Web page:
For first time, International University Admissions Tests coming to Cuba

 

U.S. universities show appetite for recruiting students in the newly opened communist nation

 

Lindsay Gellman, The Wall Street Journal

 

Two popular university-entrance exams will soon be offered in Cuba for the first time, a development that signals U.S. educational institutions’ appetite for recruiting prospective students in the newly opened communist nation.

 

Four Cuban students will sit on June 27 in Havana for the Test of English as a Foreign Language, a standardized exam required for admission for nonnative speakers at many universities in the U.S., U.K., Australia and other countries, according to the nonprofit Educational Testing Service, which administers the test.

 

The Educational Testing Service also said it plans to offer the GRE revised general test, which is a graduate-school entrance exam that measures verbal and quantitative reasoning as well as analytical writing, in Cuba as early as October.

 

But the island nation’s still-developing financial and technological infrastructures present considerable logistical hurdles, the testing service said.

 

The planned Cuba test dates come in large part as a response to demand from U.S. universities seeking to recruit Cuban students as relations between the countries normalize, said Jose Santiago, GRE business director at Educational Testing Service. There has been “a lot of interest both on the U.S. side and the Cuba side” in making the tests available to Cuban students, he said.

 

The University of Washington’s School of Law is among the institutions eager to recruit Cuban candidates. The school actively seeks students from transitioning economies around the globe, such as Afghanistan and Myanmar, for its Sustainable International Development program, for which students earn a master of laws degree, said Anita Ramasastry, a professor of law and the program’s director.

 

“It’s not a far stretch to think that Cuba is another important country in this larger dialogue,” she said. The university requires graduate applicants not educated in English to meet an English-language proficiency requirement, she said.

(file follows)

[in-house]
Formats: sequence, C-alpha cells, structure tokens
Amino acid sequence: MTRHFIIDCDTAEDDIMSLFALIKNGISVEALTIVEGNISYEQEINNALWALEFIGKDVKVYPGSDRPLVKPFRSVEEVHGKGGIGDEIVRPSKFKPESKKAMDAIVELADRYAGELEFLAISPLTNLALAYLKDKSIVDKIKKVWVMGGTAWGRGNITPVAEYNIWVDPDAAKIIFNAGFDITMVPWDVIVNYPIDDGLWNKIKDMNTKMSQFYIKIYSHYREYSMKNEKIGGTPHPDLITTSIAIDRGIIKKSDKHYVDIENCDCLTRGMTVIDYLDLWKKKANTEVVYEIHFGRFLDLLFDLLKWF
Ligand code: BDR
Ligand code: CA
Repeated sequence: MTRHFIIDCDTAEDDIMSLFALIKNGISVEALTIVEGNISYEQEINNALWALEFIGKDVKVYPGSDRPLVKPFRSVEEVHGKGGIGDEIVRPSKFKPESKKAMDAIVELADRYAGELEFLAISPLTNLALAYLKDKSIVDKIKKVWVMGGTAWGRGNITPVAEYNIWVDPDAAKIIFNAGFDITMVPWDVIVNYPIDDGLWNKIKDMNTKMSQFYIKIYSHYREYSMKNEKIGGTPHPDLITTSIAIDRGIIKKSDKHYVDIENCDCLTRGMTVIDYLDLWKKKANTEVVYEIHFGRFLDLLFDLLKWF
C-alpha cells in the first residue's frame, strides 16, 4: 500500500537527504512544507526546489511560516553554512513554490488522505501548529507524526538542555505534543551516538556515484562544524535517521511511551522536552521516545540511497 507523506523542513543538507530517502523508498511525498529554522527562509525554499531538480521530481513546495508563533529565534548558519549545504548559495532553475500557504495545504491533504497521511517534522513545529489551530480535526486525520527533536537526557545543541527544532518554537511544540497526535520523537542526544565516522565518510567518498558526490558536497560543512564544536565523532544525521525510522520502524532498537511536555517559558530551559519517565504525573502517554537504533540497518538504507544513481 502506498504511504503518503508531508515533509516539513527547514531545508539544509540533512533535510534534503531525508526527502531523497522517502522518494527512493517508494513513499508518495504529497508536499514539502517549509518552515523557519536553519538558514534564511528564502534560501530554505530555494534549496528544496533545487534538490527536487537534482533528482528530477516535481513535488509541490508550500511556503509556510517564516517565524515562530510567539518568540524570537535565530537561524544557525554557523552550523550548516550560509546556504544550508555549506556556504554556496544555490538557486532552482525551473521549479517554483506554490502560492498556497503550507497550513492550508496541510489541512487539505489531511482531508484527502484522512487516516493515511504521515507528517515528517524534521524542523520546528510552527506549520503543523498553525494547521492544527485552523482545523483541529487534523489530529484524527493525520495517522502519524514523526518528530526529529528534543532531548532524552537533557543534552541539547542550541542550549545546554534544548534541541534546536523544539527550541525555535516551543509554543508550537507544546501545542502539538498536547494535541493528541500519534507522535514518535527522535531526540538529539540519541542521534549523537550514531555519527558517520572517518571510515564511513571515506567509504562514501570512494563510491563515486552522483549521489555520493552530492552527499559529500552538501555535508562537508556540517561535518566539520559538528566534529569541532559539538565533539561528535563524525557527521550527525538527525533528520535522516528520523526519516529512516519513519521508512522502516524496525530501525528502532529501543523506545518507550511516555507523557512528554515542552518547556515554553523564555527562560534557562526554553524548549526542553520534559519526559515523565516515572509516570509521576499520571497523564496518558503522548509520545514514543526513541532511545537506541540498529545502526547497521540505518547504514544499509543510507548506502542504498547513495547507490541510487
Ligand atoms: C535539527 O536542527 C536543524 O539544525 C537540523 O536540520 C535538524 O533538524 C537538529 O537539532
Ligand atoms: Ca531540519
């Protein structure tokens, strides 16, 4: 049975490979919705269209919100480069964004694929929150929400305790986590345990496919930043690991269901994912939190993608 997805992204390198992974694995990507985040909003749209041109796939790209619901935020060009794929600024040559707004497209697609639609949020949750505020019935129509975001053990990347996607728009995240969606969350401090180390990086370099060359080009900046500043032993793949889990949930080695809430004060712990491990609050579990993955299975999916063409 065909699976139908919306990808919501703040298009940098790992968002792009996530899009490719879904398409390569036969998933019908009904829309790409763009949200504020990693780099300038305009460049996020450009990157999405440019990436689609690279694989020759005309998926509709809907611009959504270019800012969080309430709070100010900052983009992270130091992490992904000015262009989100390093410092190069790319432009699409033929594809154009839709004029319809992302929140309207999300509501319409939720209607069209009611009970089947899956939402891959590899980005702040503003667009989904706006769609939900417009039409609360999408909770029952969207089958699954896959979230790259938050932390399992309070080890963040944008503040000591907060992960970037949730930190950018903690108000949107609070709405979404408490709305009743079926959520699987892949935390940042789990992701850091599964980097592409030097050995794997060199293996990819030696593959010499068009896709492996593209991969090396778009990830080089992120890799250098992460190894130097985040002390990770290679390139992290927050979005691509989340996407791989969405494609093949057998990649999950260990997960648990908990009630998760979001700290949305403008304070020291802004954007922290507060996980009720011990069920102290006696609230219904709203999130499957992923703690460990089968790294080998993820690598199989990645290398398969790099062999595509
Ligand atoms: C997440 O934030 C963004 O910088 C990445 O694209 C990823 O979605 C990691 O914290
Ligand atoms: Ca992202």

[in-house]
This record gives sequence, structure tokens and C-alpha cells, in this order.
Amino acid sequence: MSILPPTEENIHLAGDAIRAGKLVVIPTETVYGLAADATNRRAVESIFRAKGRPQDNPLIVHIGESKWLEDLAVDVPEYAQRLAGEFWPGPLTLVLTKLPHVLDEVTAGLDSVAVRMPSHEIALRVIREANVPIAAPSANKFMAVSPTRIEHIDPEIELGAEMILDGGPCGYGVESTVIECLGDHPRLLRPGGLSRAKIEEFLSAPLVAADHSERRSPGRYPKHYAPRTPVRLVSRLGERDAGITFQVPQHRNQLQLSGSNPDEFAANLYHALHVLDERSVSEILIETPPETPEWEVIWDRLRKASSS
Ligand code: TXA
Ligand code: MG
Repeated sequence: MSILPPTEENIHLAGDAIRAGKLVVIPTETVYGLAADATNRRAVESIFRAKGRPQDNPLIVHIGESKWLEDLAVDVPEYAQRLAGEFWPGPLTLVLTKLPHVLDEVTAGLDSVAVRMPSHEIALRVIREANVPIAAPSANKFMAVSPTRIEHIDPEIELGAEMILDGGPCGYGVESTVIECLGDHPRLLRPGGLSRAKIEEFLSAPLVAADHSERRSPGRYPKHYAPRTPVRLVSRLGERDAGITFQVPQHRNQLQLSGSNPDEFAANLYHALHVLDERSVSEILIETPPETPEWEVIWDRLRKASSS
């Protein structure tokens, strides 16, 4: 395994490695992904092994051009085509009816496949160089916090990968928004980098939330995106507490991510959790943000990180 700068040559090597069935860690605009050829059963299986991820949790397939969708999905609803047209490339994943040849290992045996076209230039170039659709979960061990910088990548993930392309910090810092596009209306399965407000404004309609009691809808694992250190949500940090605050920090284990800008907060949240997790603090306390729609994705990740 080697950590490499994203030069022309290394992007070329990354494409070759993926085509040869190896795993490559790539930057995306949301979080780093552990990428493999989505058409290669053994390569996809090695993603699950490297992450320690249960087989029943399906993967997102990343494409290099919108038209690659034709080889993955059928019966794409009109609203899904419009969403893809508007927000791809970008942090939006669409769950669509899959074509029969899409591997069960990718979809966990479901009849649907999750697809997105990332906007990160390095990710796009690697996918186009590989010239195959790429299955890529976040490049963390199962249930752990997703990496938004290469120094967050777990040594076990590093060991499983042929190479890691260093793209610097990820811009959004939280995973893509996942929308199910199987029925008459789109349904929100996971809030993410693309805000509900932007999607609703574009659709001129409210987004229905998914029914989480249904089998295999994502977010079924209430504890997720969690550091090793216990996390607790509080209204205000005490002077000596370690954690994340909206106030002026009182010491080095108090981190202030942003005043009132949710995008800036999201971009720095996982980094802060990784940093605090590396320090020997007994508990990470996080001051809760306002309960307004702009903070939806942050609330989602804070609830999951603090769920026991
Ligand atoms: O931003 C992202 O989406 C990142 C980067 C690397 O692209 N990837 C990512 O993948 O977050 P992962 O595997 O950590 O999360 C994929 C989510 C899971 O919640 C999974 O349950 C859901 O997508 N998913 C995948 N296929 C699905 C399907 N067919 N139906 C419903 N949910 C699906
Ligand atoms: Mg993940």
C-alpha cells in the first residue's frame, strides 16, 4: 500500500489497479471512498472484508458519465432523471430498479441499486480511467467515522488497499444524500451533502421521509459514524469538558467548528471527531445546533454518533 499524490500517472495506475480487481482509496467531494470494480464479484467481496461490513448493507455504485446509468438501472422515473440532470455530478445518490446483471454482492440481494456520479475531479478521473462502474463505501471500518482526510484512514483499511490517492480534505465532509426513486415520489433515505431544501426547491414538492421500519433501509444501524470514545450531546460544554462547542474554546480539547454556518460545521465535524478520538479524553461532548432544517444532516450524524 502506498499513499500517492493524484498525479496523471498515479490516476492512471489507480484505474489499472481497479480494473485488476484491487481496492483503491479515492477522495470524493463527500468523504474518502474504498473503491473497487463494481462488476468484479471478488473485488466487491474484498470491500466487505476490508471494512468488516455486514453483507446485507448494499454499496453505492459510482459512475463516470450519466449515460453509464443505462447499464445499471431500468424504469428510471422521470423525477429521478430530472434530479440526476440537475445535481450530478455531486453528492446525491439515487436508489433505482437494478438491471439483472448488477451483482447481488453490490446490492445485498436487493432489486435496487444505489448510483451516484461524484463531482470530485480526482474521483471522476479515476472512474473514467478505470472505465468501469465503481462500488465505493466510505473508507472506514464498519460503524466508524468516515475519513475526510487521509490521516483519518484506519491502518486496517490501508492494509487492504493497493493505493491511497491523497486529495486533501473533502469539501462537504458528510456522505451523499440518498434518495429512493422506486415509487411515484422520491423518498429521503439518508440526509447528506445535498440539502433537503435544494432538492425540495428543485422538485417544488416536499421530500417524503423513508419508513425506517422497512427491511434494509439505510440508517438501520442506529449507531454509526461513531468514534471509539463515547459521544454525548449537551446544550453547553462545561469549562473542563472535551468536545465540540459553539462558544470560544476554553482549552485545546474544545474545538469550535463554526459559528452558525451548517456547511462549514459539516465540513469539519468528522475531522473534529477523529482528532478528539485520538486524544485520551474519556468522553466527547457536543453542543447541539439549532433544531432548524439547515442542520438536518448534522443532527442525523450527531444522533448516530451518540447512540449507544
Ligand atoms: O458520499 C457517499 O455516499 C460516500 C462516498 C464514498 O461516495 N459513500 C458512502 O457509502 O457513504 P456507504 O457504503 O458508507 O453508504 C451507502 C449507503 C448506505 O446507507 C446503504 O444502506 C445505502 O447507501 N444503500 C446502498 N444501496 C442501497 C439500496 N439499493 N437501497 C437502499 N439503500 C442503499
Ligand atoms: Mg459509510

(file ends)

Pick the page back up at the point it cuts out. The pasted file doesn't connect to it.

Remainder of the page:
Yet there are still kinks to be worked out. For one, registrants for the GRE and the English language test typically sign up via credit card, which few Cubans have, Mr. Santiago said.

 

For that reason, he said, the Educational Testing Service expects that students’ family members who are outside Cuba or at universities overseas will have to complete registration on their behalf.

 

All four Cuban students taking the coming English test in Havana were registered from outside the country, the testing service said.

 

Schools can also provide vouchers to test takers to cover fees, allowing them to bypass online registration, he said.

 

Also difficult is securing testing facilities with sound computing capability, said Mr. Santiago. The test center for next Saturday’s English exam has six electronic workstations, two of which will remain open in case a student’s equipment malfunctions and he or she must move to another station, according to the testing service.

 

The organization is “erring on the side of caution,” a spokesman said.

 

Mr. Santiago said he’s currently working with two Cuban universities to certify their computer labs as official test centers.

 

There are currently no planned dates to give the English test in Cuba beyond this month’s administration of the exam. It is too soon to evaluate demand from Cuban test takers, Mr. Santiago said.

 

“This is still very new; it’s in its infancy,” he said. “There are still a lot of issues that need to be resolved.”

 

 

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